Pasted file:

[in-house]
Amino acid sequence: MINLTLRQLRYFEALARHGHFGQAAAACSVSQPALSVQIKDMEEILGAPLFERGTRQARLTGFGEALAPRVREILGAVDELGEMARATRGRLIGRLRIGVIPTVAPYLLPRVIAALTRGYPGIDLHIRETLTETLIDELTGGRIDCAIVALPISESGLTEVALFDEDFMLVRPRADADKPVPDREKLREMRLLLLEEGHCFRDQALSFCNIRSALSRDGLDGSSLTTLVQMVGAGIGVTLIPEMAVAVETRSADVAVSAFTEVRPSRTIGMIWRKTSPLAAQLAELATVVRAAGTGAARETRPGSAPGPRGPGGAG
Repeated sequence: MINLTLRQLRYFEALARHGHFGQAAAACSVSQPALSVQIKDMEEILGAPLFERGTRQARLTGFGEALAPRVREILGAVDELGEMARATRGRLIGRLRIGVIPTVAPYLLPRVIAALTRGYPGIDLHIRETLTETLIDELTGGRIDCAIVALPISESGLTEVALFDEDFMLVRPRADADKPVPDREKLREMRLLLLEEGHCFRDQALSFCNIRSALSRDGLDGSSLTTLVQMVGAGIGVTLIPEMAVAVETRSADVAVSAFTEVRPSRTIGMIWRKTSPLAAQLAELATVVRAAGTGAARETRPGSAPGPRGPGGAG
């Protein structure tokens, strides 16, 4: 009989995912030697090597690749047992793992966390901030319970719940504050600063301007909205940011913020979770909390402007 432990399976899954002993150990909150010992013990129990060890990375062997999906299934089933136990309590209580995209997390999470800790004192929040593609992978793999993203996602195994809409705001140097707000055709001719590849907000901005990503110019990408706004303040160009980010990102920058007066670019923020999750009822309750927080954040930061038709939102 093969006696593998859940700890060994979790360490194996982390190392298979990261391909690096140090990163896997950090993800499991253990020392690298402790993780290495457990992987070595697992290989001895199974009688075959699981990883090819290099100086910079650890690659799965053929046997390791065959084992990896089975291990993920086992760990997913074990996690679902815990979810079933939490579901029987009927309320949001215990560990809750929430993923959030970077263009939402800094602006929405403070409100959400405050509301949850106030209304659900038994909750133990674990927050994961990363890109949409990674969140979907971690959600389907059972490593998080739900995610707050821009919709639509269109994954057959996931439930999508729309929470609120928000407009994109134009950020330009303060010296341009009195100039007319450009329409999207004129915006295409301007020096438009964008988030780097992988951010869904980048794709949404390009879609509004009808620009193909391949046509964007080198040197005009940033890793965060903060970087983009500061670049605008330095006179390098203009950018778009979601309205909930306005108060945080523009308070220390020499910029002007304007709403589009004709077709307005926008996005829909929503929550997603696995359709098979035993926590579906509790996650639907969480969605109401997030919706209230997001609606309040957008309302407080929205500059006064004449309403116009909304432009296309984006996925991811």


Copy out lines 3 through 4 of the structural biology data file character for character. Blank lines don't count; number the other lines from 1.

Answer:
Repeated sequence: MINLTLRQLRYFEALARHGHFGQAAAACSVSQPALSVQIKDMEEILGAPLFERGTRQARLTGFGEALAPRVREILGAVDELGEMARATRGRLIGRLRIGVIPTVAPYLLPRVIAALTRGYPGIDLHIRETLTETLIDELTGGRIDCAIVALPISESGLTEVALFDEDFMLVRPRADADKPVPDREKLREMRLLLLEEGHCFRDQALSFCNIRSALSRDGLDGSSLTTLVQMVGAGIGVTLIPEMAVAVETRSADVAVSAFTEVRPSRTIGMIWRKTSPLAAQLAELATVVRAAGTGAARETRPGSAPGPRGPGGAG
């Protein structure tokens, strides 16, 4: 009989995912030697090597690749047992793992966390901030319970719940504050600063301007909205940011913020979770909390402007 432990399976899954002993150990909150010992013990129990060890990375062997999906299934089933136990309590209580995209997390999470800790004192929040593609992978793999993203996602195994809409705001140097707000055709001719590849907000901005990503110019990408706004303040160009980010990102920058007066670019923020999750009822309750927080954040930061038709939102 093969006696593998859940700890060994979790360490194996982390190392298979990261391909690096140090990163896997950090993800499991253990020392690298402790993780290495457990992987070595697992290989001895199974009688075959699981990883090819290099100086910079650890690659799965053929046997390791065959084992990896089975291990993920086992760990997913074990996690679902815990979810079933939490579901029987009927309320949001215990560990809750929430993923959030970077263009939402800094602006929405403070409100959400405050509301949850106030209304659900038994909750133990674990927050994961990363890109949409990674969140979907971690959600389907059972490593998080739900995610707050821009919709639509269109994954057959996931439930999508729309929470609120928000407009994109134009950020330009303060010296341009009195100039007319450009329409999207004129915006295409301007020096438009964008988030780097992988951010869904980048794709949404390009879609509004009808620009193909391949046509964007080198040197005009940033890793965060903060970087983009500061670049605008330095006179390098203009950018778009979601309205909930306005108060945080523009308070220390020499910029002007304007709403589009004709077709307005926008996005829909929503929550997603696995359709098979035993926590579906509790996650639907969480969605109401997030919706209230997001609606309040957008309302407080929205500059006064004449309403116009909304432009296309984006996925991811």